There was a ship, the S.S. Politician, on its way from Liverpool to Kingston, Jamaica and New Orleans, that ran aground on February 5, 1941 on Eriskay, a Scottish island in the Outer Hebrides. The cargo included some 28,000 cases of whisky, and 145,000 pounds in ten-shilling notes. Most of the whisky, a scarce item at the time, was purloined by pilfering islanders. About 70% of the banknotes were recovered and destroyed by the salvage company and the police. Less than 1% were reported as having been presented at banks. No one knows what happened to the remainder.
Compton Mackenzie wrote a novel about the incident in 1947, and he co-wrote the screenplay for the movie with Angus MacPhail. It was shot on location at Barra, another of the Outer Hebrides, for fifteen weeks in the summer of 1948. It was scheduled to shoot for ten weeks, but there was bad weather in the Hebrides that summer. The picture was made by Ealing Studios. Ealing was a British studio that operated from 1947 to 1957 whose comedy films are still remembered with great fondness today. The producer was Michael Balcon. The director was Alexander Mackendrick, who, though born in the United States, had been taken back to Scotland by his Scottish parents when he was seven years old. This was the first feature he directed, though he had made documentaries and newsreels for the Ministry of Information during World War II. The film was re-edited by Charles Crichton, another of Ealing’s directors. It starred Basil Radford and Catherine Lacey, both of whom we saw earlier in A Lady Vanishes; the beautiful and husky-voiced Joan Greenwood; and a constellation of Scottish actors including Jean Cadell and Gordon Jackson. It was released in 1949.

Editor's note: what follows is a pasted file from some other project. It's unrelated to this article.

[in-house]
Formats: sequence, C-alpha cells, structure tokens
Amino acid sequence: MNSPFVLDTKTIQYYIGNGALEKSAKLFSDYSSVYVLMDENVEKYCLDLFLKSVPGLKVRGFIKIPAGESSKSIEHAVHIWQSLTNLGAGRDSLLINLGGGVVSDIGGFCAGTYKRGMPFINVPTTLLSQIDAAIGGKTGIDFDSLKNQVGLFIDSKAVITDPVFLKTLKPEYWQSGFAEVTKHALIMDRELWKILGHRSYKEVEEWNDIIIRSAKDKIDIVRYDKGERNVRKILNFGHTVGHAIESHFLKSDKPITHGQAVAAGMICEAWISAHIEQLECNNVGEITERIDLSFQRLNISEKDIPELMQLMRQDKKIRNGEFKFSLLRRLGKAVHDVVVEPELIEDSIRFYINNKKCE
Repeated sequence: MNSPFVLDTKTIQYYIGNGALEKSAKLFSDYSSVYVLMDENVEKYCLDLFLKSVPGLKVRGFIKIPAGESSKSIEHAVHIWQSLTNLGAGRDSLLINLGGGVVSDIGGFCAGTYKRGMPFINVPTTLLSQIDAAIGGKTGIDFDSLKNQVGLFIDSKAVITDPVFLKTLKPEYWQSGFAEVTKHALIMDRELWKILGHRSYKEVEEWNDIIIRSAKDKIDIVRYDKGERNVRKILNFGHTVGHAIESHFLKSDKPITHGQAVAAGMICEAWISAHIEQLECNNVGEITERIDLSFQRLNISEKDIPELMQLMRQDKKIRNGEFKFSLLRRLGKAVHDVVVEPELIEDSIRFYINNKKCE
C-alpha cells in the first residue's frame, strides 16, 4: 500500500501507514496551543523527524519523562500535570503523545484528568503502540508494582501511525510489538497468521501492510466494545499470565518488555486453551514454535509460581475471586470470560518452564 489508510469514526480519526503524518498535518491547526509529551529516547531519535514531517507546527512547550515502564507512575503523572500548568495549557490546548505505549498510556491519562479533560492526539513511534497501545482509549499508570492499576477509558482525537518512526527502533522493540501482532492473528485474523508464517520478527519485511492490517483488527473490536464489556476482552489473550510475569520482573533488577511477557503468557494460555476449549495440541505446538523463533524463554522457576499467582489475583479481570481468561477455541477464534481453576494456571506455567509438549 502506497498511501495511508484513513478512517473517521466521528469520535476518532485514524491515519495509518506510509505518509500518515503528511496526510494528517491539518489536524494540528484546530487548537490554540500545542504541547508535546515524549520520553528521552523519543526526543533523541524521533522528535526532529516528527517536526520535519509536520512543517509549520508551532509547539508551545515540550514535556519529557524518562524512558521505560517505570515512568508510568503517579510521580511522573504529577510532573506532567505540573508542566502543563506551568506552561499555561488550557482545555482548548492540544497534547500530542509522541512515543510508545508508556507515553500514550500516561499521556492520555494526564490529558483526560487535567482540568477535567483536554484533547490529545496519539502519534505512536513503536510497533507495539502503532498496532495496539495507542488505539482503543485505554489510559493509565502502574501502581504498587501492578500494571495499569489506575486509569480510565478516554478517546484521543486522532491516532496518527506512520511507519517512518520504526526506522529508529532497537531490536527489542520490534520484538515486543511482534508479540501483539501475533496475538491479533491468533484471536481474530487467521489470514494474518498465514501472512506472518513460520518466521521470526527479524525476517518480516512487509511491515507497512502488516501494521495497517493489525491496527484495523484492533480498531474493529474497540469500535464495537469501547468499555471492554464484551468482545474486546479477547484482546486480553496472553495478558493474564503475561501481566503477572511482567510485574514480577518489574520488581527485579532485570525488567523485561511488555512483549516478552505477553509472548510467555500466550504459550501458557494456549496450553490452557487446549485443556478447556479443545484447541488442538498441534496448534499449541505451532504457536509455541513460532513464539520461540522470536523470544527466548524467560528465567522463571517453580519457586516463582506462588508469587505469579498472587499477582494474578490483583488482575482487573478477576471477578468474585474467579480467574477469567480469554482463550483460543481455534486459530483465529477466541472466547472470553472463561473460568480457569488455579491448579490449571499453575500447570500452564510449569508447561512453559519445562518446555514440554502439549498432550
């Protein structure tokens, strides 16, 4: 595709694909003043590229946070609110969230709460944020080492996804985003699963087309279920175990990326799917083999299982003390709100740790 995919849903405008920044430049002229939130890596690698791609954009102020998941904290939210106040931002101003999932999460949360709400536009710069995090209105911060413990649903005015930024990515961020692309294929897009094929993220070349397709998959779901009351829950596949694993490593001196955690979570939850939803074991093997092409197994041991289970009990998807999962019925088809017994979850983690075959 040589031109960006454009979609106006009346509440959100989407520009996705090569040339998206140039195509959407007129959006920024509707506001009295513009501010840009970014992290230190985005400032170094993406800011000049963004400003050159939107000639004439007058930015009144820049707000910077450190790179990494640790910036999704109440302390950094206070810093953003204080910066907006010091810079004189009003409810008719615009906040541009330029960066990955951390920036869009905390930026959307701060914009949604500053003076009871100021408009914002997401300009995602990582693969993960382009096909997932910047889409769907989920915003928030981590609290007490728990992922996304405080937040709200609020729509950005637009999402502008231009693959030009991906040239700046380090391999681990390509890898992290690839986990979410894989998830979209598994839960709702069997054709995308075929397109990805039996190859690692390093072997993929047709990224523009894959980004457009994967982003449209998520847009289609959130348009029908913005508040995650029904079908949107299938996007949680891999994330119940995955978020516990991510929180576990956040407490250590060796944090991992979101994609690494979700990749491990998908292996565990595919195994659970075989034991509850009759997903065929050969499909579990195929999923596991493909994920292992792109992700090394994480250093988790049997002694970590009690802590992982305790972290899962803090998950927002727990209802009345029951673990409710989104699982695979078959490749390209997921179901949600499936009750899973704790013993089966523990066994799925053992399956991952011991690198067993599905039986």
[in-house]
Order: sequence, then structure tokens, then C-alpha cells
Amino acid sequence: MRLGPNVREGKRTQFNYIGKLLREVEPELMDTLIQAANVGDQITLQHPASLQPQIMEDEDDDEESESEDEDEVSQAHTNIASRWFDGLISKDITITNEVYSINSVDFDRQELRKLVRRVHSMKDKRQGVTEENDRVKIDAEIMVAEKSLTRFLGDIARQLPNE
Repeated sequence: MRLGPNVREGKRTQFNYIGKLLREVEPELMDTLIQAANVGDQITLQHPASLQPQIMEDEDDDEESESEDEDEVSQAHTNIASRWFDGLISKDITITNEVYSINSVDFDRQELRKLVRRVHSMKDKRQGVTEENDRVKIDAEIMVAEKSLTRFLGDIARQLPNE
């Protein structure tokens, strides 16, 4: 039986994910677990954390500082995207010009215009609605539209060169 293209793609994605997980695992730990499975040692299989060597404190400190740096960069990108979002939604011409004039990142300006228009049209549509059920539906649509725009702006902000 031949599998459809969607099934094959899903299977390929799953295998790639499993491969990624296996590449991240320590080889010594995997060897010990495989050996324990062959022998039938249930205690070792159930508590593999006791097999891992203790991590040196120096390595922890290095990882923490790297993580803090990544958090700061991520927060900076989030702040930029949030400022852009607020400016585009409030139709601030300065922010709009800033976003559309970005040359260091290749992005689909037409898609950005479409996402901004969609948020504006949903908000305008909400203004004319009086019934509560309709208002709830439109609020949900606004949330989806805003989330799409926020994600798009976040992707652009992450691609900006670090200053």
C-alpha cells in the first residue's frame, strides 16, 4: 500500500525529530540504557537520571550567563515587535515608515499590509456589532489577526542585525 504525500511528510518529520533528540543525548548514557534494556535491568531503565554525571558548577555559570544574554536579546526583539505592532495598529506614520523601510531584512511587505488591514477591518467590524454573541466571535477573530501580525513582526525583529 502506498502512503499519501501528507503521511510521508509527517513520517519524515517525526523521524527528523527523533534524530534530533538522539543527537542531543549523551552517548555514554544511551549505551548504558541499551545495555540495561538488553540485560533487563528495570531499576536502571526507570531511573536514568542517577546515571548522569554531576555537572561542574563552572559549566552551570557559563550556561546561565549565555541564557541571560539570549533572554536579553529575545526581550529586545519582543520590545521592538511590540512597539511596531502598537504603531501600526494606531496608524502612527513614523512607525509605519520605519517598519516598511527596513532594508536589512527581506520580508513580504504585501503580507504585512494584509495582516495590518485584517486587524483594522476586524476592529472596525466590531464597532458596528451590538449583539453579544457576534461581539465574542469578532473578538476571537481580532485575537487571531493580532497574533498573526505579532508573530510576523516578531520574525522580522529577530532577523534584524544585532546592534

In the U.S. it was renamed Tight Little Island – it is said there was a rule at that time against using the name of any alcoholic beverage in the title of any film. It was a hit around the world and became Ealing’s most profitable movie.
The film reviewer Leslie Hallowell wrote about this picture: “Marvelously detailed, fast-moving, well-played and attractively photographed comedy which firmly established the richest Ealing vein.” Mark Duguid, the editor of the British Film Institute’s “Screenonline” website wrote, “Its success owes much to its remarkable feeling of authenticity: with the exception of Basil Radford and Joan Greenwood most of the cast were Scots, with the extras coming from among the islanders of Barra where much of it was filmed. The constant attentions of the islanders helped the cast to perfect their accents.” I think you’ll find this movie is a great deal of fun. Please join me in watching Whisky Galore tonight.